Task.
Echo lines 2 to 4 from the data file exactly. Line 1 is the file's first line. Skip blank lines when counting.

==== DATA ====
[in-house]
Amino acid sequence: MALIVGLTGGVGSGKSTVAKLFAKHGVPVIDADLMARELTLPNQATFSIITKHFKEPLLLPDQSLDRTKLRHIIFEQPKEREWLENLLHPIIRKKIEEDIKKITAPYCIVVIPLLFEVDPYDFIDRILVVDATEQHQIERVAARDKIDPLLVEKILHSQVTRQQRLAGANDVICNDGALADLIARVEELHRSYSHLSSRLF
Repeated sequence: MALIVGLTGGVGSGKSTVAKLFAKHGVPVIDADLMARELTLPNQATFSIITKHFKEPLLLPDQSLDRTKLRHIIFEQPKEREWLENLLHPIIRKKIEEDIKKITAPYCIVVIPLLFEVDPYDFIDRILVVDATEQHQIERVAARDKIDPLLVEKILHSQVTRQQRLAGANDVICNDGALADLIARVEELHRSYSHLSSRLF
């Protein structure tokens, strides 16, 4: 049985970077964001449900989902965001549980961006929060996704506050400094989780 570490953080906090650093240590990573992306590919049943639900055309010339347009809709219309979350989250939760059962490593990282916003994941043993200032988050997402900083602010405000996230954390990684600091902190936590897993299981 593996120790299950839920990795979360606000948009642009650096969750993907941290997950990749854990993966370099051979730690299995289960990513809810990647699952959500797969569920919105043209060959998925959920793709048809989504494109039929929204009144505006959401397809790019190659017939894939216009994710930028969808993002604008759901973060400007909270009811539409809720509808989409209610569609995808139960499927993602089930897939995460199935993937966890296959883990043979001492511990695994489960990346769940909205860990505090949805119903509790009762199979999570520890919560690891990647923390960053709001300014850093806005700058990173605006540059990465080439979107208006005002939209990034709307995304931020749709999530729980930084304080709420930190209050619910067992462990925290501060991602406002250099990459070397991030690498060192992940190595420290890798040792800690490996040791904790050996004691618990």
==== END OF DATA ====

Amino acid sequence: MALIVGLTGGVGSGKSTVAKLFAKHGVPVIDADLMARELTLPNQATFSIITKHFKEPLLLPDQSLDRTKLRHIIFEQPKEREWLENLLHPIIRKKIEEDIKKITAPYCIVVIPLLFEVDPYDFIDRILVVDATEQHQIERVAARDKIDPLLVEKILHSQVTRQQRLAGANDVICNDGALADLIARVEELHRSYSHLSSRLF
Repeated sequence: MALIVGLTGGVGSGKSTVAKLFAKHGVPVIDADLMARELTLPNQATFSIITKHFKEPLLLPDQSLDRTKLRHIIFEQPKEREWLENLLHPIIRKKIEEDIKKITAPYCIVVIPLLFEVDPYDFIDRILVVDATEQHQIERVAARDKIDPLLVEKILHSQVTRQQRLAGANDVICNDGALADLIARVEELHRSYSHLSSRLF
């Protein structure tokens, strides 16, 4: 049985970077964001449900989902965001549980961006929060996704506050400094989780 570490953080906090650093240590990573992306590919049943639900055309010339347009809709219309979350989250939760059962490593990282916003994941043993200032988050997402900083602010405000996230954390990684600091902190936590897993299981 593996120790299950839920990795979360606000948009642009650096969750993907941290997950990749854990993966370099051979730690299995289960990513809810990647699952959500797969569920919105043209060959998925959920793709048809989504494109039929929204009144505006959401397809790019190659017939894939216009994710930028969808993002604008759901973060400007909270009811539409809720509808989409209610569609995808139960499927993602089930897939995460199935993937966890296959883990043979001492511990695994489960990346769940909205860990505090949805119903509790009762199979999570520890919560690891990647923390960053709001300014850093806005700058990173605006540059990465080439979107208006005002939209990034709307995304931020749709999530729980930084304080709420930190209050619910067992462990925290501060991602406002250099990459070397991030690498060192992940190595420290890798040792800690490996040791904790050996004691618990």